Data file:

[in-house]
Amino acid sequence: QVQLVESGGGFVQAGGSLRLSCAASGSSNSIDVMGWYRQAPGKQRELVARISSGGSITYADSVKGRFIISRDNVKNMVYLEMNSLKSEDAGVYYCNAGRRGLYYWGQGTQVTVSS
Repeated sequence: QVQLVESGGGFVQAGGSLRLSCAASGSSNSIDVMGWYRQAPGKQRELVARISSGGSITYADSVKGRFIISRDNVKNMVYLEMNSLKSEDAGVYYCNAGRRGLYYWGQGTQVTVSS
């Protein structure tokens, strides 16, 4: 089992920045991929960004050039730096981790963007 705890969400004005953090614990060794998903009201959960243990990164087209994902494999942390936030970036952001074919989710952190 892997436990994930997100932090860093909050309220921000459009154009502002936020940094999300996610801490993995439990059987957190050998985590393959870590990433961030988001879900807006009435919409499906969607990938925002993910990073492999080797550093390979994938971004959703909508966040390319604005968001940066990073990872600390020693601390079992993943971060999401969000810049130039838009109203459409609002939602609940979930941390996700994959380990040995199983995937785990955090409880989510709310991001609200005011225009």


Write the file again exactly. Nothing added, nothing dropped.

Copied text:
[in-house]
Amino acid sequence: QVQLVESGGGFVQAGGSLRLSCAASGSSNSIDVMGWYRQAPGKQRELVARISSGGSITYADSVKGRFIISRDNVKNMVYLEMNSLKSEDAGVYYCNAGRRGLYYWGQGTQVTVSS
Repeated sequence: QVQLVESGGGFVQAGGSLRLSCAASGSSNSIDVMGWYRQAPGKQRELVARISSGGSITYADSVKGRFIISRDNVKNMVYLEMNSLKSEDAGVYYCNAGRRGLYYWGQGTQVTVSS
């Protein structure tokens, strides 16, 4: 089992920045991929960004050039730096981790963007 705890969400004005953090614990060794998903009201959960243990990164087209994902494999942390936030970036952001074919989710952190 892997436990994930997100932090860093909050309220921000459009154009502002936020940094999300996610801490993995439990059987957190050998985590393959870590990433961030988001879900807006009435919409499906969607990938925002993910990073492999080797550093390979994938971004959703909508966040390319604005968001940066990073990872600390020693601390079992993943971060999401969000810049130039838009109203459409609002939602609940979930941390996700994959380990040995199983995937785990955090409880989510709310991001609200005011225009």